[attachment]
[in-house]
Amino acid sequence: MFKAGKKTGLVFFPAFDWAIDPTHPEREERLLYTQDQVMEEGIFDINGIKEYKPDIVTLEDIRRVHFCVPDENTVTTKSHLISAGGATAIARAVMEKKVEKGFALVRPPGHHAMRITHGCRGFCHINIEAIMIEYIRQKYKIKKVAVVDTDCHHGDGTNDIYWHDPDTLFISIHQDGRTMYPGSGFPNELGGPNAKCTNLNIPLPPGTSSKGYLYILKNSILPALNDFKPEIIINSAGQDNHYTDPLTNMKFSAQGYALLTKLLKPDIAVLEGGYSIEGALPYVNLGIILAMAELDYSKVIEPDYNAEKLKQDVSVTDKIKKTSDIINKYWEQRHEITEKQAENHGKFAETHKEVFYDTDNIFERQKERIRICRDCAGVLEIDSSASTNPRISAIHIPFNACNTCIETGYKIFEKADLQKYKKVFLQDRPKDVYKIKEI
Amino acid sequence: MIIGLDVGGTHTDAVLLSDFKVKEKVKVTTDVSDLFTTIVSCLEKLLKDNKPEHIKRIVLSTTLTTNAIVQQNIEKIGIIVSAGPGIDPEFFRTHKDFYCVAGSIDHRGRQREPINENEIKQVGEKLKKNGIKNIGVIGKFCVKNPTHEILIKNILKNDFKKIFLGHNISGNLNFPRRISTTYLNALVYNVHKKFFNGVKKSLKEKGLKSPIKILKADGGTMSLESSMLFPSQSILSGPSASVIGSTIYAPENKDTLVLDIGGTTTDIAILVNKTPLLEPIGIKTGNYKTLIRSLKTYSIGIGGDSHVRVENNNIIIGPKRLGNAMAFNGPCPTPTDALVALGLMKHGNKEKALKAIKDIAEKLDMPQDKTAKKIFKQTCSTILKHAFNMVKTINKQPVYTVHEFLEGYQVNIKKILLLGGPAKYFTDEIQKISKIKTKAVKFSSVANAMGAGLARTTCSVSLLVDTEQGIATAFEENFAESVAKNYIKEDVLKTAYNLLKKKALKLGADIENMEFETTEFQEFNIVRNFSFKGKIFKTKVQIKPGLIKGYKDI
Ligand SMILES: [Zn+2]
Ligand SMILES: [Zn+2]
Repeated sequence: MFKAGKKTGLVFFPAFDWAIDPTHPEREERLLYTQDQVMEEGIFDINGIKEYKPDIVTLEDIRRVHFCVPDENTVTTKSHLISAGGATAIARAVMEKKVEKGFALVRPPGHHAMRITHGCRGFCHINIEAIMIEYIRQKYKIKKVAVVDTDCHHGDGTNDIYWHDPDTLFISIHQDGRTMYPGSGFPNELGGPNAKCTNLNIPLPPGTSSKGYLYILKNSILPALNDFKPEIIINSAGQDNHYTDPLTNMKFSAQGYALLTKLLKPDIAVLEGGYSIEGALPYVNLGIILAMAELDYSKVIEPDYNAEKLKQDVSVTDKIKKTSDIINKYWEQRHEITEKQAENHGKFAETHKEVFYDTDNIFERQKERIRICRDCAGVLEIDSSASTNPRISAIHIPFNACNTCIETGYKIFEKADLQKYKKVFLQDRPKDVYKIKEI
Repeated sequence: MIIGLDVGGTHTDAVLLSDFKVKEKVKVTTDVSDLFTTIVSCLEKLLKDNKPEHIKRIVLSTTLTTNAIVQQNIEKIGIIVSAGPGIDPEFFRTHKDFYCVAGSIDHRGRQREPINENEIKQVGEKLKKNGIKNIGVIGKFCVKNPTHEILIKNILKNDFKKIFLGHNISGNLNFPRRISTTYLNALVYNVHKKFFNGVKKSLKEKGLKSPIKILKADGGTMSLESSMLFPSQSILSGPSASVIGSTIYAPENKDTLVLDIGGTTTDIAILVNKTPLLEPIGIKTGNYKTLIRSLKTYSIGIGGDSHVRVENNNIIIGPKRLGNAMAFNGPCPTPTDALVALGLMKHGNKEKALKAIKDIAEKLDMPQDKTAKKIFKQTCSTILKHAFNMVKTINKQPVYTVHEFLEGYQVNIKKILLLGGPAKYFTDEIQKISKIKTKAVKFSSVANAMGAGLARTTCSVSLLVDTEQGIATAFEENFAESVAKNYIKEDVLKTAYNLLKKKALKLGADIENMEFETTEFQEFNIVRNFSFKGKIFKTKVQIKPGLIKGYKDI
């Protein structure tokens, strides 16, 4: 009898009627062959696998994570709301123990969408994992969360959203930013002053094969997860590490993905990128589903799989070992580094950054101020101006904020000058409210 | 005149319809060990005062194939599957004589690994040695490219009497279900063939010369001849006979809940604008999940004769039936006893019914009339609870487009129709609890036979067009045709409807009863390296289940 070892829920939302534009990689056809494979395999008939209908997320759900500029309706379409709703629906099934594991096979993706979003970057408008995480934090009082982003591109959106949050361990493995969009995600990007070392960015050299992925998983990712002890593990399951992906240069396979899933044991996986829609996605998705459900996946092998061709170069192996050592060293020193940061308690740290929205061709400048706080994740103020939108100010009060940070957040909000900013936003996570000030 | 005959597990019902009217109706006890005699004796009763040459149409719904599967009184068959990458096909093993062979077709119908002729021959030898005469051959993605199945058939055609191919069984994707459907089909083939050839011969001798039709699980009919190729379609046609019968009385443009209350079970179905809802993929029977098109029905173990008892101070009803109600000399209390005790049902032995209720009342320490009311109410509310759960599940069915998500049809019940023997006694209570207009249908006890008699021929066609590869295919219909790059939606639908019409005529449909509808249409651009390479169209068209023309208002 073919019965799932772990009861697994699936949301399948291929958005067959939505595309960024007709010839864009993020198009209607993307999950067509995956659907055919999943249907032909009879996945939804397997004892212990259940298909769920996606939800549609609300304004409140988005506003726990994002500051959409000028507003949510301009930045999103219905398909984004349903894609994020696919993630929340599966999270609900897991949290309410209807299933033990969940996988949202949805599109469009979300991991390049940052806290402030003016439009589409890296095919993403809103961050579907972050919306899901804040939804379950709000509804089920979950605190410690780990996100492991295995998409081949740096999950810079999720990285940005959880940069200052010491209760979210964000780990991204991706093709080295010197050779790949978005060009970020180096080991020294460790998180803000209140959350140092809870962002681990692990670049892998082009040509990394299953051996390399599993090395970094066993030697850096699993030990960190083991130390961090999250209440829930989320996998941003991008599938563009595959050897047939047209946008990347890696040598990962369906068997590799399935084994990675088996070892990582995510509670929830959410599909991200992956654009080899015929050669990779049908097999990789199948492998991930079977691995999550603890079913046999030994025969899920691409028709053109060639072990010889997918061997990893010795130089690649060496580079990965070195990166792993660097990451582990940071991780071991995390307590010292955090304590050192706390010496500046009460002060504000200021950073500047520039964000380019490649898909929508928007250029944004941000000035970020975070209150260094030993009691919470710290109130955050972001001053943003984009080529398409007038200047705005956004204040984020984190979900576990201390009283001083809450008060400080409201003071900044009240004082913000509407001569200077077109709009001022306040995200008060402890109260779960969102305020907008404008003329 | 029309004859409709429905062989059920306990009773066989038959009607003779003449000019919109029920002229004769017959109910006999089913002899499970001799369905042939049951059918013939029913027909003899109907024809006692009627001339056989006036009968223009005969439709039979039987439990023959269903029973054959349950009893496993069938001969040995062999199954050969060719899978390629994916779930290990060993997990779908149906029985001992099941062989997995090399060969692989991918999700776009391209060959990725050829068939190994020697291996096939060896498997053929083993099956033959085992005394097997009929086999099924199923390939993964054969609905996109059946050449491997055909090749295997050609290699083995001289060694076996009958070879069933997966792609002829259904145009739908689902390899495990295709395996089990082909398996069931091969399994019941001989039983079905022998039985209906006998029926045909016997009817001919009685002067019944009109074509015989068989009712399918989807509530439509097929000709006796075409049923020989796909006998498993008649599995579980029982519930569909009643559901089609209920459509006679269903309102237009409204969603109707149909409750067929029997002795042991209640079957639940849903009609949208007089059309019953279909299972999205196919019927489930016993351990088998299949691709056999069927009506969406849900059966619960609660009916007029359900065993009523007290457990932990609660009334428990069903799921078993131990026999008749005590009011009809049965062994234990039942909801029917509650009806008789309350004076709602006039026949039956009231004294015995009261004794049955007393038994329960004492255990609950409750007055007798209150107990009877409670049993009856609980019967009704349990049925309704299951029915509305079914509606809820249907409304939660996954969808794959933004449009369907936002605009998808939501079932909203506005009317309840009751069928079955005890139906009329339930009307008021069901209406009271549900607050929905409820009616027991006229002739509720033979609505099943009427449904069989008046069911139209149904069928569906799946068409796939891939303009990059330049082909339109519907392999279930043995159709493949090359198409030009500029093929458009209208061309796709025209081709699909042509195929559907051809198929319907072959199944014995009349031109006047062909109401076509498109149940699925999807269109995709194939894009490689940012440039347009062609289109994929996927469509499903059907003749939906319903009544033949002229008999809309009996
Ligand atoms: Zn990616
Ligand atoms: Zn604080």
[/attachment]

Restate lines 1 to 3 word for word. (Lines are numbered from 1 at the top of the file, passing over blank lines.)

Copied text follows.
[in-house]
Amino acid sequence: MFKAGKKTGLVFFPAFDWAIDPTHPEREERLLYTQDQVMEEGIFDINGIKEYKPDIVTLEDIRRVHFCVPDENTVTTKSHLISAGGATAIARAVMEKKVEKGFALVRPPGHHAMRITHGCRGFCHINIEAIMIEYIRQKYKIKKVAVVDTDCHHGDGTNDIYWHDPDTLFISIHQDGRTMYPGSGFPNELGGPNAKCTNLNIPLPPGTSSKGYLYILKNSILPALNDFKPEIIINSAGQDNHYTDPLTNMKFSAQGYALLTKLLKPDIAVLEGGYSIEGALPYVNLGIILAMAELDYSKVIEPDYNAEKLKQDVSVTDKIKKTSDIINKYWEQRHEITEKQAENHGKFAETHKEVFYDTDNIFERQKERIRICRDCAGVLEIDSSASTNPRISAIHIPFNACNTCIETGYKIFEKADLQKYKKVFLQDRPKDVYKIKEI
Amino acid sequence: MIIGLDVGGTHTDAVLLSDFKVKEKVKVTTDVSDLFTTIVSCLEKLLKDNKPEHIKRIVLSTTLTTNAIVQQNIEKIGIIVSAGPGIDPEFFRTHKDFYCVAGSIDHRGRQREPINENEIKQVGEKLKKNGIKNIGVIGKFCVKNPTHEILIKNILKNDFKKIFLGHNISGNLNFPRRISTTYLNALVYNVHKKFFNGVKKSLKEKGLKSPIKILKADGGTMSLESSMLFPSQSILSGPSASVIGSTIYAPENKDTLVLDIGGTTTDIAILVNKTPLLEPIGIKTGNYKTLIRSLKTYSIGIGGDSHVRVENNNIIIGPKRLGNAMAFNGPCPTPTDALVALGLMKHGNKEKALKAIKDIAEKLDMPQDKTAKKIFKQTCSTILKHAFNMVKTINKQPVYTVHEFLEGYQVNIKKILLLGGPAKYFTDEIQKISKIKTKAVKFSSVANAMGAGLARTTCSVSLLVDTEQGIATAFEENFAESVAKNYIKEDVLKTAYNLLKKKALKLGADIENMEFETTEFQEFNIVRNFSFKGKIFKTKVQIKPGLIKGYKDI